At Get It Printed we focus on functional parts and scale modelling so we chose FDM as our printing technique. FDM stands for Fused Deposition Modeling and is an additive manufacturing process in which material is deposited layer by layer at the correct positions, creating a 3D-object. The precision of this technique allows layer height as small as 0.05 millimeter, resulting in a very high level of detail.
Custom design, high details
Everything starts with an idea that needs to be translated to a 3D-model. This is done using software that generates computer-aided designs (CAD, which contains the complete architecture of the model). Usually in 3D printing, STL- or OBJ-files are used (which contain only the geometry of the model). At Get It Printed we are able to process both (CAD and STL/OBJ), but in case of STL- or OBJ-files modifications are more complex.
If we need to generate a 3D-model ourselves, we work with Fusion 360. The advantage of working like this is that we have control over every step of generating the 3D-model. When we design a model ourselves, we immediately take into account some important design concepts that facilitate 3D-printing of the final model.
From CAD to printable 3D-model
Once the 3D-model is finished, we finally export this to an STL-file as well. The reason we do this, is that the geometry of the 3D-model is run through a 2nd software package called the “slicer”. This software is also essential in the whole process of 3D-printing.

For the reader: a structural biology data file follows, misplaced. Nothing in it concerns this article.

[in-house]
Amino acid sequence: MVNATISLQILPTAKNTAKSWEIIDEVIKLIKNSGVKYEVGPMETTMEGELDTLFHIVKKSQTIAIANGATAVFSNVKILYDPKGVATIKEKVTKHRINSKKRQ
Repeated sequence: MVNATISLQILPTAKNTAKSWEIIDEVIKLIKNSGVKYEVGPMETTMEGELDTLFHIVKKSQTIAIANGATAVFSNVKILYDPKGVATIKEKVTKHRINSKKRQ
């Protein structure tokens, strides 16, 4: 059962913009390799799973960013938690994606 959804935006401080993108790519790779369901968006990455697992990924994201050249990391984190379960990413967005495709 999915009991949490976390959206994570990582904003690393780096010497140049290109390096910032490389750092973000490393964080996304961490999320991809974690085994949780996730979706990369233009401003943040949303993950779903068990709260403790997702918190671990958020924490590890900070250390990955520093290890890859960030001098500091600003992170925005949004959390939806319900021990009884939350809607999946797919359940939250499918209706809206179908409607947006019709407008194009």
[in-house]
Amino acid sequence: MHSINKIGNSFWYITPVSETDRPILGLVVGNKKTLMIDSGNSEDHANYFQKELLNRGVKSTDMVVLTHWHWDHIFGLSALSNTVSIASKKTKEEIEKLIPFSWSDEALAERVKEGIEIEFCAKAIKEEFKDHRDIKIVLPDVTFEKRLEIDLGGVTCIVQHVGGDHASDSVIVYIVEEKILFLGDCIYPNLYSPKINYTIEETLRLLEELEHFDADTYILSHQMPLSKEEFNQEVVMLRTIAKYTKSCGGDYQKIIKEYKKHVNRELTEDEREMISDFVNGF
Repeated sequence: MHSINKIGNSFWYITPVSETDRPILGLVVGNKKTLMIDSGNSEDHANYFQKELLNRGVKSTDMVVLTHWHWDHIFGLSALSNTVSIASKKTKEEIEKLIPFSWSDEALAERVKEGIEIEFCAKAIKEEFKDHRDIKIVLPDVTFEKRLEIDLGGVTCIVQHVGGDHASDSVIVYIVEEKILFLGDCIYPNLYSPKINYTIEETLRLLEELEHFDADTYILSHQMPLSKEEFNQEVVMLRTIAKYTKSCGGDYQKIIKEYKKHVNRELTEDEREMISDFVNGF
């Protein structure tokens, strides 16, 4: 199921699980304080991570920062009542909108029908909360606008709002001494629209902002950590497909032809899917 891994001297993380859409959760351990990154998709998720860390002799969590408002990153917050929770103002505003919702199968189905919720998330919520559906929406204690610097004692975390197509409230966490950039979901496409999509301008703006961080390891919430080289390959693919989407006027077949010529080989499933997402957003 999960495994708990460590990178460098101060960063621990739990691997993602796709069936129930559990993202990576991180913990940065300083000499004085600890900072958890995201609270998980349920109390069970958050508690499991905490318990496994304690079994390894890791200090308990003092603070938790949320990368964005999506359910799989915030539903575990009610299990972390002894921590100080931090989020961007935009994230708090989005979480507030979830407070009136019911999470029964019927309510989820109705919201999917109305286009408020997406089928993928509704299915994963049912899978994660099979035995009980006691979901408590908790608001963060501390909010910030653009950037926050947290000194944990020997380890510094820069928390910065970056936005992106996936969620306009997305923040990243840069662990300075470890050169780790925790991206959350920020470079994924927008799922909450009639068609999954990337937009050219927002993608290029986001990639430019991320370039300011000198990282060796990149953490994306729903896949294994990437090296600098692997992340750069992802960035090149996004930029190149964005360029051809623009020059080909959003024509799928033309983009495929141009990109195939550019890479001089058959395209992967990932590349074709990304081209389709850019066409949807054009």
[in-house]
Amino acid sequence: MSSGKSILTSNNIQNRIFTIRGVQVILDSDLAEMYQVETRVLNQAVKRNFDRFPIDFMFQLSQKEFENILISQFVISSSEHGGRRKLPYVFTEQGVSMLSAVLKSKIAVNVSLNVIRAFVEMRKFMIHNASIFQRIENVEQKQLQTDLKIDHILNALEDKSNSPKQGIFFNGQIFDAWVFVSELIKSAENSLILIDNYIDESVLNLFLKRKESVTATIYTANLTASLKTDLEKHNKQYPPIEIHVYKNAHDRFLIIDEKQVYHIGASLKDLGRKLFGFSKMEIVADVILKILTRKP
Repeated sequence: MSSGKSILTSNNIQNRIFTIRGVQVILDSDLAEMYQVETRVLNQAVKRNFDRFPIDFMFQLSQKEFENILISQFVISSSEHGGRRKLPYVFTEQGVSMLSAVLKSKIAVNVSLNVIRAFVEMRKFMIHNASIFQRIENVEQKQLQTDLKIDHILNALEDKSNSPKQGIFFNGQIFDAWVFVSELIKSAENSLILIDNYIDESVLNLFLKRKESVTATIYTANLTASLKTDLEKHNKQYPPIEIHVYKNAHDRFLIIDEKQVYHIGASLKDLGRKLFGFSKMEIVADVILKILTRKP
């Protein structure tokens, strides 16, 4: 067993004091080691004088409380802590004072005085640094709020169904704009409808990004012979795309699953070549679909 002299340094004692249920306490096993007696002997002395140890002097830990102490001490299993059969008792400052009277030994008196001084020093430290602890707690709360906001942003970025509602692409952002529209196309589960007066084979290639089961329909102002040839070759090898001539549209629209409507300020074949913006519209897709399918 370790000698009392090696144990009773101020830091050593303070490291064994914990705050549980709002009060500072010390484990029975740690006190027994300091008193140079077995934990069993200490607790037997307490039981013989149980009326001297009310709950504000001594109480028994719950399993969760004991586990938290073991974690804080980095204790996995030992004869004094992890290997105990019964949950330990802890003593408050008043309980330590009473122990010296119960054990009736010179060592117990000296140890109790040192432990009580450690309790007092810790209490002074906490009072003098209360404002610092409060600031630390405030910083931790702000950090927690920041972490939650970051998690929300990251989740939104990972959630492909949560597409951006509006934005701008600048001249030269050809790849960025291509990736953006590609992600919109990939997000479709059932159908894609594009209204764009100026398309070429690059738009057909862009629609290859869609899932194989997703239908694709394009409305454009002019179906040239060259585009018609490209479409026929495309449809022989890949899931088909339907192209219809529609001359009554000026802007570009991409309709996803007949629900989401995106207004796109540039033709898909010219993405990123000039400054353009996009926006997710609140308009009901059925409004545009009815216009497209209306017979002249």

Without going into too much detail, these are some things that the slicer takes care of:
- Alignment of the 3D-model on the virtual build plate
- Calculation of settings like printing temperature, layer height, level of detail
- Generating support for parts of the model that have insufficient support to print on
- Generating a file that contains the instructions for the 3D-printer
From printable 3D-model to tangible object
The slicer generates a file than can be transferred via the network to the 3D-printer. This file contains instructions for the 3D-printer, layer by layer: the movement in the XY-plane, temperature, amount of plastic to be extruded, etc.
The selected layer height and diameter of the nozzle, together with the other settings as configured in the slicer, will determine how long it will take before the 3D-printed object is ready. Providing a wide range of materials and colors, we are able to select an optimal combination of material, settings and design, leading to a satisfying result.